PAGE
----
Review: Wild Zero (2000)

Directed by:
Cast: ,

Distributed in Australia by:

I confess that I’m at a loss how to begin talking about this one: I mean, what can one say about a movie that features aliens, rock ‘n’ roll, zombies, combs, tight shorts, and true love? But I’ll give it a go, and try to make some sort of sense about a movie that makes no sense, but is buttloads of fun.

First up, this is a road movie. Not a road movie like Thelma and Louise, or Easy Rider: there’ll be no political statements, garnering of wisdom, or tragic ending for this one. Our hero is Ace, a rock ‘n’ roll fan and wannabe guitarist, and his adventure starts with a concert by his hero, Guitar Wolf. Unsurprisingly, Guitar Wolf and his band have that semi-mystical funk power of guitar legends everywhere, and so they never appear without sunglasses and leather gear (I suspect that the amount of leatherwear and associated chains in this film would send any bondage fan into conniptions.)

Anyway, leather thoughts aside, Ace barges into the middle of an armed confrontation between Guitar Wolf and a very nasty manager type. We can tell he’s nasty because he’s just had a girl beaten up, he’s snorting coke like there’s no lid on the Ajax tin, but most of all because of his clothes. Man, oh man, what an outfit. Think tight muscle shirt and tight, tight shorts. Short shorts. The bowl-cut wig he’s wearing almost escapes attention, in comparison to his clothes.

So there we are, armed standoff, broken by the abrupt appearance of our man Ace. Bullets fly, our man hits the deck, and Guitar Wolf and compadres (there’s something about the guys that just begs for this word, honestly) escape, but not before GW gives Ace a whistle to blow “if you ever need me”. At this point it should be noted that our boy Ace is just a little bit gormless, and we know he’s gonna need that help.

That sums up the first ten or so minutes of the film, and from there it gets weird. We meet some extremely petty thieves, captained by a Steve Buscemi look-alike, coming into town to look for the meteor. Oh, did I forget to mention the meteor? Well, you’ll probably guess that that’s where the zombies came from. Zombies? In a road movie? Yep. Loads of ’em. Staggering around basically doing the Funky Chicken and eating folks when they can.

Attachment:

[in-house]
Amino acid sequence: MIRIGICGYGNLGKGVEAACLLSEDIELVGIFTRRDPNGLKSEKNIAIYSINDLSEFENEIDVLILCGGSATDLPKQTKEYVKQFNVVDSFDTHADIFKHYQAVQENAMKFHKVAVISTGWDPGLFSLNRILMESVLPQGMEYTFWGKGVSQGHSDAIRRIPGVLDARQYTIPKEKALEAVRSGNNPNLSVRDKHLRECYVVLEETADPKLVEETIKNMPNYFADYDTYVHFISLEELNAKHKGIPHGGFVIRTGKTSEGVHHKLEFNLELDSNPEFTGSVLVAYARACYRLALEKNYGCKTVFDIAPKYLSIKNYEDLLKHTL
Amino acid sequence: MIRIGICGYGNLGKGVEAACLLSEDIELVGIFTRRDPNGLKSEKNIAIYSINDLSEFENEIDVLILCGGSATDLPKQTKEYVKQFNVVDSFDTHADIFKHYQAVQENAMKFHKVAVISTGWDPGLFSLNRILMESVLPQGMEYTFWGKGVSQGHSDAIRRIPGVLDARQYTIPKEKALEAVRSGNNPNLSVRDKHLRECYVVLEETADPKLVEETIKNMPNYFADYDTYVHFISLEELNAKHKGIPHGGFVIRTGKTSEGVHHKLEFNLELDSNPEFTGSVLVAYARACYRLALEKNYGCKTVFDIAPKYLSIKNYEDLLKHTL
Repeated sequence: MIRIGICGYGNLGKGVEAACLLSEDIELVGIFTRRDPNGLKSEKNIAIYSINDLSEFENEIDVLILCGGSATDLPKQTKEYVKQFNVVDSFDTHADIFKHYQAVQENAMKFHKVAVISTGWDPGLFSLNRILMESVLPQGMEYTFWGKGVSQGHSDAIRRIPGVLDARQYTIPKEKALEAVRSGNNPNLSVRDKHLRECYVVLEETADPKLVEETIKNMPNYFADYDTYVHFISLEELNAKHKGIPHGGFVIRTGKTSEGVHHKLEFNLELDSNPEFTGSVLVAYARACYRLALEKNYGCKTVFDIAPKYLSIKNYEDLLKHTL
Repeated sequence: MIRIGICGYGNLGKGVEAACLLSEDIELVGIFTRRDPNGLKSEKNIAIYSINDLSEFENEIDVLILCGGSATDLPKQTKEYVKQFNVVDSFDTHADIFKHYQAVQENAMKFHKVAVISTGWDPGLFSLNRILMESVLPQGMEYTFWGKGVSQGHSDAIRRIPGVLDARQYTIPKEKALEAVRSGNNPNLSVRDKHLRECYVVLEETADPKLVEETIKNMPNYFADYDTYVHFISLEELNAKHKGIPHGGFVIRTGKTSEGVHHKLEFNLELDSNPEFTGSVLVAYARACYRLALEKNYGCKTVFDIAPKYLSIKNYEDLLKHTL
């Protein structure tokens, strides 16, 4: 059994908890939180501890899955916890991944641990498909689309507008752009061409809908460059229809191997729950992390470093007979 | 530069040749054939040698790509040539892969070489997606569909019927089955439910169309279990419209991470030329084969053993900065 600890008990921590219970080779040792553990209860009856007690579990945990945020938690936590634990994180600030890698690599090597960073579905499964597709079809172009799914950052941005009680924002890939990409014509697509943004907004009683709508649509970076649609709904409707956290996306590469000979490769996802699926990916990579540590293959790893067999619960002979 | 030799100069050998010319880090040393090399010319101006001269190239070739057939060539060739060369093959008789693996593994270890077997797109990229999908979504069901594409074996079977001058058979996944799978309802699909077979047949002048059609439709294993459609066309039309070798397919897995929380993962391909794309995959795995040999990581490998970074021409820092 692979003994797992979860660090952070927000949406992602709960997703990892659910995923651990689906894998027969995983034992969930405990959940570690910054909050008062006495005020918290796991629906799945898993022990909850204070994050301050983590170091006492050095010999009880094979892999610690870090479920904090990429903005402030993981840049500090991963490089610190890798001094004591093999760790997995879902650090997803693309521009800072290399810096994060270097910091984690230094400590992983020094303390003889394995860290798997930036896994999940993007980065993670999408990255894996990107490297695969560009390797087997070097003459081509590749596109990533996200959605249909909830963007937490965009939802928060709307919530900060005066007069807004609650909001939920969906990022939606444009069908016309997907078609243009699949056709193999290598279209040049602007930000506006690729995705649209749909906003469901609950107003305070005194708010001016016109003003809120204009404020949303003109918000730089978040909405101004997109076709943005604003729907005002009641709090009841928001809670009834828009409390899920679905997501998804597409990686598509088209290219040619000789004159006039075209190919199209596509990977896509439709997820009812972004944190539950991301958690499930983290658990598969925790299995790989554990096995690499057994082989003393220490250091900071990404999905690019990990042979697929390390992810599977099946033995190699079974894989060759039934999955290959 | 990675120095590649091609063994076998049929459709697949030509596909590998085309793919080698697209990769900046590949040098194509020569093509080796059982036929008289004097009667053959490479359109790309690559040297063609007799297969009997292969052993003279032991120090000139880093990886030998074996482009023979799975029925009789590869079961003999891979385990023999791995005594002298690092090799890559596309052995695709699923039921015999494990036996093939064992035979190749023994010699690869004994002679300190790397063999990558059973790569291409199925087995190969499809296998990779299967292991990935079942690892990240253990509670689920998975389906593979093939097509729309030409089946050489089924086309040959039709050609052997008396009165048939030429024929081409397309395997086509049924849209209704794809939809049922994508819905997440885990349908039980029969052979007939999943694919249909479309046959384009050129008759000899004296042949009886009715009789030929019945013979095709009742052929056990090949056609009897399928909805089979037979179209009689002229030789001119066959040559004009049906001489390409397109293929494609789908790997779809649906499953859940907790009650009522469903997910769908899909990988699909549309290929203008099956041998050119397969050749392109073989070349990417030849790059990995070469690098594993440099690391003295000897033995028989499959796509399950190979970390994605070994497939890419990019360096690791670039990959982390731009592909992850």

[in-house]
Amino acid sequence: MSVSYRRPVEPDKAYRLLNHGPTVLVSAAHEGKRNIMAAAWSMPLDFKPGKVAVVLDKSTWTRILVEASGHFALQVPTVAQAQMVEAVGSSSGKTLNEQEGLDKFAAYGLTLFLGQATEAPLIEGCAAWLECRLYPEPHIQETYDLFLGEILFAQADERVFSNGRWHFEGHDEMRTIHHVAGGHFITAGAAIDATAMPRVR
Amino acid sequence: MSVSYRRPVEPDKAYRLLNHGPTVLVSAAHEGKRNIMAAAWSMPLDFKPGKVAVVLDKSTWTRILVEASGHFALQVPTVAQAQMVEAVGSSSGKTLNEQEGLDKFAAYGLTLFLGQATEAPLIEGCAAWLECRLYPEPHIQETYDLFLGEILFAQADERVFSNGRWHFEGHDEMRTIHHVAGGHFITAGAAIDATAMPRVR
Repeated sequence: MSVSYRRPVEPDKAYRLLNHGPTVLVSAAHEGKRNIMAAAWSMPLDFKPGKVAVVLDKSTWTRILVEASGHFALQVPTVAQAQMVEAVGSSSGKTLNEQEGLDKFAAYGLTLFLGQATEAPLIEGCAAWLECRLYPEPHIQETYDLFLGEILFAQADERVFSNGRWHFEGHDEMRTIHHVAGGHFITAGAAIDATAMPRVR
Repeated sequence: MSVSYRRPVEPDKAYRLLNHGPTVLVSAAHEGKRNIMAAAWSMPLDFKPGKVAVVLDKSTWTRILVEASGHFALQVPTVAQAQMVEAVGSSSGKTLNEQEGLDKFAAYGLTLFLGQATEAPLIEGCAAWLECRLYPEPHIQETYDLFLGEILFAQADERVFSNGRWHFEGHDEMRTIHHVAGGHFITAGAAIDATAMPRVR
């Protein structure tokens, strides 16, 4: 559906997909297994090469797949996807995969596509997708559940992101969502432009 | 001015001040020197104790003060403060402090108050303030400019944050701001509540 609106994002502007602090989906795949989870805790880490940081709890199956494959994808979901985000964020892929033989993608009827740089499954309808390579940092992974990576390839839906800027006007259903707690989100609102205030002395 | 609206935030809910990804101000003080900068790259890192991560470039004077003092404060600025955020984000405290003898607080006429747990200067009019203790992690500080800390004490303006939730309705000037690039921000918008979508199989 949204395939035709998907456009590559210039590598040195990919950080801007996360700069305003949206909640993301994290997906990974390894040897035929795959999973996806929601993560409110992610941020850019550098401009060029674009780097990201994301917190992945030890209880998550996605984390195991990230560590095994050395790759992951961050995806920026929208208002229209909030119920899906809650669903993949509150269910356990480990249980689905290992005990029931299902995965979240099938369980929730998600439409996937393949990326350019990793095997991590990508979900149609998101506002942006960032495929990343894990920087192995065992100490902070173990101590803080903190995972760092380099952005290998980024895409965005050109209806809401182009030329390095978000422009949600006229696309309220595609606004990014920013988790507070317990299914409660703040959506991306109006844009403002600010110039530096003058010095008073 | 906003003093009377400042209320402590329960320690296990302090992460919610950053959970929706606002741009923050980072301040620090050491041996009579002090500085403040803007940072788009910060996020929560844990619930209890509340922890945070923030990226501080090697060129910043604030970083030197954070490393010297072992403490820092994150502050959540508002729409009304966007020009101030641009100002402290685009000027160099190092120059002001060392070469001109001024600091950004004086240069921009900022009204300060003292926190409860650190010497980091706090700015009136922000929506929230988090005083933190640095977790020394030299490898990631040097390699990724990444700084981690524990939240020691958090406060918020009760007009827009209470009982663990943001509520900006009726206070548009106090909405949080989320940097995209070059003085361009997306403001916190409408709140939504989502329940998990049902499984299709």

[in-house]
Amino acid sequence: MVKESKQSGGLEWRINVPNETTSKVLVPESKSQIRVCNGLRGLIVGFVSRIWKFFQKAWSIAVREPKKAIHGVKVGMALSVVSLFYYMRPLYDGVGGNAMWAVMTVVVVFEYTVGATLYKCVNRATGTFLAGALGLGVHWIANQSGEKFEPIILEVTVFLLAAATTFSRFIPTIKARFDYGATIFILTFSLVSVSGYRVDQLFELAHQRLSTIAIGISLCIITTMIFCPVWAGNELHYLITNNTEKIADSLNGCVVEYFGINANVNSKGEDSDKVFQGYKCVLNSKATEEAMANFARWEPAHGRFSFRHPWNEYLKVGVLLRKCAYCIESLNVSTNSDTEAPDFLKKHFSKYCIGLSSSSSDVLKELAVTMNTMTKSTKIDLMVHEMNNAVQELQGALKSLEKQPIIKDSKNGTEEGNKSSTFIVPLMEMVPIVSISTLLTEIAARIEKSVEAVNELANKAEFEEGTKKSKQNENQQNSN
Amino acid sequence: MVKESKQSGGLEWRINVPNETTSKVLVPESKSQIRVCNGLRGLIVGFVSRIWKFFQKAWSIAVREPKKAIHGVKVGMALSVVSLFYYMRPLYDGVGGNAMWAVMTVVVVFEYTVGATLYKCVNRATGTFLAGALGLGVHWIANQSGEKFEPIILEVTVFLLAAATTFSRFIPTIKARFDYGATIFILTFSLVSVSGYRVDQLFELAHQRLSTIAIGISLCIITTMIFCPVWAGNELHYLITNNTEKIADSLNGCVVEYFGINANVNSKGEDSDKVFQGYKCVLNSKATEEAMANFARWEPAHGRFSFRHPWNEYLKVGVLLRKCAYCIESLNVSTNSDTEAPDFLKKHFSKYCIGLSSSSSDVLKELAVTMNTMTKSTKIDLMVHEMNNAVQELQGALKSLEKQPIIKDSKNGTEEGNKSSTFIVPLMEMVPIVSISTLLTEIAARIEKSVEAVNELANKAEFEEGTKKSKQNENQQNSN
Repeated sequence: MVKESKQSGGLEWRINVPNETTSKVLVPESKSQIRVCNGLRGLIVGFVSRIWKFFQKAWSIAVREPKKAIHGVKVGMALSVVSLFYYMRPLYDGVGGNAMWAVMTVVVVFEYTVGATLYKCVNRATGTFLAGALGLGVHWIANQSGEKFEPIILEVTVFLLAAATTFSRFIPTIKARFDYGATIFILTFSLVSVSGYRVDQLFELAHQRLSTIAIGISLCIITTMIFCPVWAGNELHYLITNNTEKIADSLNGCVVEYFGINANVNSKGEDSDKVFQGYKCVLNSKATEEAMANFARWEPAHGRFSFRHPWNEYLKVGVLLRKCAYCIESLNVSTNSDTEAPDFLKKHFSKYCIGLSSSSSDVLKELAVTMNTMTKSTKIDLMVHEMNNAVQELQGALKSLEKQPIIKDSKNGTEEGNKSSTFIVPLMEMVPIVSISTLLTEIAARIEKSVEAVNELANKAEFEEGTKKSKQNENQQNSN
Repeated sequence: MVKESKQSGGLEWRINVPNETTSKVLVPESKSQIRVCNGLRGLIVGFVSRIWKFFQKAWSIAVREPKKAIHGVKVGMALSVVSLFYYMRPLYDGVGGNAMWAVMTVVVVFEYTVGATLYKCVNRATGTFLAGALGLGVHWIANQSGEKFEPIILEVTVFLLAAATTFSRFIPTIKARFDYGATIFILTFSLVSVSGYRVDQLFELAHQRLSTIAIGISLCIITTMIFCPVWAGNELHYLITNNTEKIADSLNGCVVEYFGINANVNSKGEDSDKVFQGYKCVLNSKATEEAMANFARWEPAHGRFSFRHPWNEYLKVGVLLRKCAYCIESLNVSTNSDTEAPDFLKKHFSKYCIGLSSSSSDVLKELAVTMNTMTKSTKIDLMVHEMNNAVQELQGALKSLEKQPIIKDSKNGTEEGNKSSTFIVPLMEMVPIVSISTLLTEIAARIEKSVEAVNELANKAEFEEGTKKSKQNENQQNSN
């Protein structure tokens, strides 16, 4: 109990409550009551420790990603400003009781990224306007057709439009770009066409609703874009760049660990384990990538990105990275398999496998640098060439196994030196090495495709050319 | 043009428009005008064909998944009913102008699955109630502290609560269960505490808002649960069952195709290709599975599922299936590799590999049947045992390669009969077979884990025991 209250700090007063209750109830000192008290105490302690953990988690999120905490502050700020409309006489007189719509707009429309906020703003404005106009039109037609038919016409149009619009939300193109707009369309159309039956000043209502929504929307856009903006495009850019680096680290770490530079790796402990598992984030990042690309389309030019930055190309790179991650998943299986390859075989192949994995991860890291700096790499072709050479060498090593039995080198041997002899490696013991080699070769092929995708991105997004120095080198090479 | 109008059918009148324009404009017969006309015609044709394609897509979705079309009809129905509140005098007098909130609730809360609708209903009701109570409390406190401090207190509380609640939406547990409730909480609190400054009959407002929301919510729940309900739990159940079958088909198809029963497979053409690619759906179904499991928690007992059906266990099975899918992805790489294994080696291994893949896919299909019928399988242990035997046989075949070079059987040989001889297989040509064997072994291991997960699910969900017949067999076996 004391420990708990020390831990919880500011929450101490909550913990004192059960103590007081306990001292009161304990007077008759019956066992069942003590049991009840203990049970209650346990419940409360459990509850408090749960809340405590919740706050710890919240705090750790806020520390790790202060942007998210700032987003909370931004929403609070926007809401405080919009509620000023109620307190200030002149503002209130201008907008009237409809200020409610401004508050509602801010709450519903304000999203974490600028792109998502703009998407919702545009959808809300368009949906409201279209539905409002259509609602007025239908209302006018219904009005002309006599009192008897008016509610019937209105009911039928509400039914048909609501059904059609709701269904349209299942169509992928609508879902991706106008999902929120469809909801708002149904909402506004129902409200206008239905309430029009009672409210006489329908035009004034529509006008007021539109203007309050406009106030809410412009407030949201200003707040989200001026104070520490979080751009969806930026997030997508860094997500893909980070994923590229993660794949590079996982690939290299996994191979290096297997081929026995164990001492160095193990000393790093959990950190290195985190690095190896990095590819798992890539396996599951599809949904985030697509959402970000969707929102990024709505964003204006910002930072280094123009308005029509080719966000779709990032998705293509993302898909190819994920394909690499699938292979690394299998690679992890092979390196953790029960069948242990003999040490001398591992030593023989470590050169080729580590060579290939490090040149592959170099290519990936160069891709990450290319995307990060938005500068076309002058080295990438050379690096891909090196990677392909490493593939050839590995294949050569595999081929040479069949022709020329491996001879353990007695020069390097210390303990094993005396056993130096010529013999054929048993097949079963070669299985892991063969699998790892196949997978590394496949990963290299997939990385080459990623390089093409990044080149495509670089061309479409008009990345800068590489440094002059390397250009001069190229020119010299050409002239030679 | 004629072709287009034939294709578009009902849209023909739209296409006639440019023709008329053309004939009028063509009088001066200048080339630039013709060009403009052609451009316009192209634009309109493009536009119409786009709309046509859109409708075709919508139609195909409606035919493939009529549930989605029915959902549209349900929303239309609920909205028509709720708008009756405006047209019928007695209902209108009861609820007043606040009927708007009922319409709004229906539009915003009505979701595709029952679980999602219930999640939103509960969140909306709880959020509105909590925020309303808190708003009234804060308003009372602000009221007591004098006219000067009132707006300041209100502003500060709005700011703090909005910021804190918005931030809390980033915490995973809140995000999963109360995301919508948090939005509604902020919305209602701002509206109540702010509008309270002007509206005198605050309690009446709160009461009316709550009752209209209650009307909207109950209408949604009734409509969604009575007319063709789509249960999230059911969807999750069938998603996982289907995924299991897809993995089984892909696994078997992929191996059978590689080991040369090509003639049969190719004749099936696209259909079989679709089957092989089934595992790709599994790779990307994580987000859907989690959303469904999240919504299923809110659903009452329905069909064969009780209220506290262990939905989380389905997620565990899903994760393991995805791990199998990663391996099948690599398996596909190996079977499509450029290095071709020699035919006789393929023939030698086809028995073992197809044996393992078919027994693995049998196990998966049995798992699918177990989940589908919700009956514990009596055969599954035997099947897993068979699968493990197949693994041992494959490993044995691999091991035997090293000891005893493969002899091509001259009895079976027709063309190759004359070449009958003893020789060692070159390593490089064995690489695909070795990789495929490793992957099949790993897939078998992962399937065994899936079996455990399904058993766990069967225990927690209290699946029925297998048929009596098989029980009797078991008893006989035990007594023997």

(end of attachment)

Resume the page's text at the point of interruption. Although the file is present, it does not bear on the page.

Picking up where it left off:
The cast of dozens is rounded out by: an arms dealer whose clothes get eaten by the zombies (she’s too mean to get et) and who consequently has to stroll around in some sort of plaid cat suit; the buyers of her arms, who don’t get much of a speaking part between them, assorted spear carriers, and the heroine, Tobio. Ace, of course, sees Tobio and falls instantly in love, and consequently has to rescue her several times. In the course of these rescues, I was most impressed to see that he could wield a mop with great vigour, although normally the mop head is kept on the floor, rather than swooshing through the air.

Oh, it’s got action, it’s got romance, it’s got zombies, it’s got rock ‘n’ roll (and a great and constant soundtrack), it’s got aliens. Think of Highway 61, Repo Man, and Night of the Living Dead, all rolled into one, with samurai icing on top.

8 rock 'n' roll zombies out of 10.
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